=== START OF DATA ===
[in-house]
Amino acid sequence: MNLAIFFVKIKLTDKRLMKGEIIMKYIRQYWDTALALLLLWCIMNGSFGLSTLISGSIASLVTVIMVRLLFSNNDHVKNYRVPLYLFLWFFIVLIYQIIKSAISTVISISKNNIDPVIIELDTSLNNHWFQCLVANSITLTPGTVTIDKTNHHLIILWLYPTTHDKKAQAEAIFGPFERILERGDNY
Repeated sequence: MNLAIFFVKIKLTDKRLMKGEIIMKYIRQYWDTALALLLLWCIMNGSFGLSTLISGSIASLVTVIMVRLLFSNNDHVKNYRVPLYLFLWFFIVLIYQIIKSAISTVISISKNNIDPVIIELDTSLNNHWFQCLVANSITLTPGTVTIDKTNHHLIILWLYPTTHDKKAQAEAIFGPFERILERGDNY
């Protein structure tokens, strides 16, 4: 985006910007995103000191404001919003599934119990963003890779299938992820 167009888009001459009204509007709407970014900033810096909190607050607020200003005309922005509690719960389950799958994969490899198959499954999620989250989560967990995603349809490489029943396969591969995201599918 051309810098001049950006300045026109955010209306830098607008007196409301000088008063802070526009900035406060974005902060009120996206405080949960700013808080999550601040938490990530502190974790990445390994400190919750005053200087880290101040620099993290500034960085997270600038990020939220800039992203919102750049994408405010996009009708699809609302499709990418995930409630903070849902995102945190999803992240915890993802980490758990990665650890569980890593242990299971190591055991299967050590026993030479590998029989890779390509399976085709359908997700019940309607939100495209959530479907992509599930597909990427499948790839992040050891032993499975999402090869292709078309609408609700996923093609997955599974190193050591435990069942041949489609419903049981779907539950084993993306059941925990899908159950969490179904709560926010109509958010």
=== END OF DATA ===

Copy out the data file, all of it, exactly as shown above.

[in-house]
Amino acid sequence: MNLAIFFVKIKLTDKRLMKGEIIMKYIRQYWDTALALLLLWCIMNGSFGLSTLISGSIASLVTVIMVRLLFSNNDHVKNYRVPLYLFLWFFIVLIYQIIKSAISTVISISKNNIDPVIIELDTSLNNHWFQCLVANSITLTPGTVTIDKTNHHLIILWLYPTTHDKKAQAEAIFGPFERILERGDNY
Repeated sequence: MNLAIFFVKIKLTDKRLMKGEIIMKYIRQYWDTALALLLLWCIMNGSFGLSTLISGSIASLVTVIMVRLLFSNNDHVKNYRVPLYLFLWFFIVLIYQIIKSAISTVISISKNNIDPVIIELDTSLNNHWFQCLVANSITLTPGTVTIDKTNHHLIILWLYPTTHDKKAQAEAIFGPFERILERGDNY
């Protein structure tokens, strides 16, 4: 985006910007995103000191404001919003599934119990963003890779299938992820 167009888009001459009204509007709407970014900033810096909190607050607020200003005309922005509690719960389950799958994969490899198959499954999620989250989560967990995603349809490489029943396969591969995201599918 051309810098001049950006300045026109955010209306830098607008007196409301000088008063802070526009900035406060974005902060009120996206405080949960700013808080999550601040938490990530502190974790990445390994400190919750005053200087880290101040620099993290500034960085997270600038990020939220800039992203919102750049994408405010996009009708699809609302499709990418995930409630903070849902995102945190999803992240915890993802980490758990990665650890569980890593242990299971190591055991299967050590026993030479590998029989890779390509399976085709359908997700019940309607939100495209959530479907992509599930597909990427499948790839992040050891032993499975999402090869292709078309609408609700996923093609997955599974190193050591435990069942041949489609419903049981779907539950084993993306059941925990899908159950969490179904709560926010109509958010």